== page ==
Measurement and Prediction of Volumetric and Transport Properties of Reservoir Fluids At High Pressure

Abstract : Discoveries of oil and gas fields under severe conditions of temperature (above 150°C) or pressure (in excess of 50 MPa) have been made in various regions of the world. In the North Sea, production is scheduled from deep reservoirs at 190°C and 110 MPa. This brings with it important challenges for predicting the properties of reservoir fluids, both from an experimental and a theoretical standpoint. In order to perform fluid studies for these reservoir conditions, IFP has developed a specific mercury-free high pressure apparatus with sapphire windows, a phase sampling device and viscosity determination by the capillary tube method. Its application is illustrated here using examples of real fluids and model mixtures. This equipment was first used to measure volumetric properties for gases. It has been shown that very high compressibility factors can be found with HP-HT gas condensates. This has a strong influence on recovery factors during primary depletion. In order to predict more accurately the volumetric properties of mixtures under these conditions, we propose to use a conventional equation of state, such as Peng-Robinson, with two improvements :- a modified temperature-dependent volume translation method, calibrated for high pressure density data; the method is simple, more accurate than other volume translation methods and fully consistent with lumping procedures;- a quadratic mixing rule on the covolume. Specific phase behavior can also be found. At low temperatures, wax crystallization can occur from a fluid which is a gas condensate at reservoir temperature. This feature is due to the simultaneous presence of abundant methane and heavy paraffins. A study of model fluids in a sapphire cell has allowed us to identify the possible types of phase diagrams. Although generally not considered to be an important parameter, gas viscosity may have some importance in the production of HP-HT accumulations, because of high flow rates. Viscosity models exhibit significant uncertainties because of large viscosity contrasts between the individual components of the reservoir fluid. In order to test and improve prediction methods, we started the acquisition of viscosity data under representative conditions. Special care was taken in the implementation of the capillary tube method, so that low viscosities (down to 0. 02 mPa. s) could be measured with high accuracy at pressures up to 120 MPa on simple systems, such as methane, n-pentane, nitrogen, and nitrogen-pentane mixtures. As a result, it was possible to evaluate mixing rules for viscosity predictions.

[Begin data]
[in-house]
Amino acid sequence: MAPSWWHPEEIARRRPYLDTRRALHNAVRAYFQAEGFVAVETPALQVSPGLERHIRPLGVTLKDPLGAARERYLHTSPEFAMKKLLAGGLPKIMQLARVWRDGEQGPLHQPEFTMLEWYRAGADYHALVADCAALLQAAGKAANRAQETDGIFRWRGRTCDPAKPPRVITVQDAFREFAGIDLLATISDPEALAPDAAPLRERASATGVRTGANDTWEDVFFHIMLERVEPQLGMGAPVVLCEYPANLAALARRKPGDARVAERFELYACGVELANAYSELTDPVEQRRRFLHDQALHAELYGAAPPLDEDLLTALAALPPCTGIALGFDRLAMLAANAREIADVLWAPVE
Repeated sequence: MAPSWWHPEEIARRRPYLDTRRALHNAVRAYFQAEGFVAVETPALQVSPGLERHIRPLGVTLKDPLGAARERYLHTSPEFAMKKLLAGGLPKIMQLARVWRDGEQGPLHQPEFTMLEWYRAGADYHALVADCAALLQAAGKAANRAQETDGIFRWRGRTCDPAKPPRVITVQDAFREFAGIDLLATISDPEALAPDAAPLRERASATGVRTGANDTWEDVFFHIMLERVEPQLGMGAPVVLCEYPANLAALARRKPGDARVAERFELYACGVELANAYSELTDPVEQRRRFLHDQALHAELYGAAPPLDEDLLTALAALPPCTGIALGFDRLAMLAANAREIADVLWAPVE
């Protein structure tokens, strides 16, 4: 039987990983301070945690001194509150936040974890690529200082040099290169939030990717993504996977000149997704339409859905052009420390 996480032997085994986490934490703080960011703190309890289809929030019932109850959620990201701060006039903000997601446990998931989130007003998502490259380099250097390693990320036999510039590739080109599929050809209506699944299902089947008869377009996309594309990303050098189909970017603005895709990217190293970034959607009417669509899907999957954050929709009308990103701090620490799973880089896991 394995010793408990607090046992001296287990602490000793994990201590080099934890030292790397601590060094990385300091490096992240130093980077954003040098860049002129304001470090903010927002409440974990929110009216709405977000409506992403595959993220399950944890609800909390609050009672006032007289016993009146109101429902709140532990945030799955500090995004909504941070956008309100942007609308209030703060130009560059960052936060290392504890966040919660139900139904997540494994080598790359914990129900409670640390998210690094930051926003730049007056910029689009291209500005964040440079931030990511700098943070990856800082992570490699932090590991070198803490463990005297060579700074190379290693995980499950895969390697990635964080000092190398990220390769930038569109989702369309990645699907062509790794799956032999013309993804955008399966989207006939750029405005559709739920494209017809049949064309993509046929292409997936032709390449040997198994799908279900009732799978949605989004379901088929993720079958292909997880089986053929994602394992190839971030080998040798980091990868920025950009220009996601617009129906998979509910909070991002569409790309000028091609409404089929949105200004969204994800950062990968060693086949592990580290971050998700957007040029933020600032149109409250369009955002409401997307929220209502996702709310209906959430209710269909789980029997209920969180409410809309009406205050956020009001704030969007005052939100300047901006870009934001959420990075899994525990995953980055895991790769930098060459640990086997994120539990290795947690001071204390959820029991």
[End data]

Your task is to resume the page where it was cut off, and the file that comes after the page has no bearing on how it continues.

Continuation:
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H. B. de Sant'Ana, P. Ungerer, C. Batut, G. Moracchini, J. Sanchez, et al.. Measurement and Prediction of Volumetric and Transport Properties of Reservoir Fluids At High Pressure. Revue de l'Institut Français du Pétrole, EDP Sciences, 1998, 53 (3), pp.265-281. ⟨10.2516/ogst:1998024⟩. ⟨hal-02078991⟩

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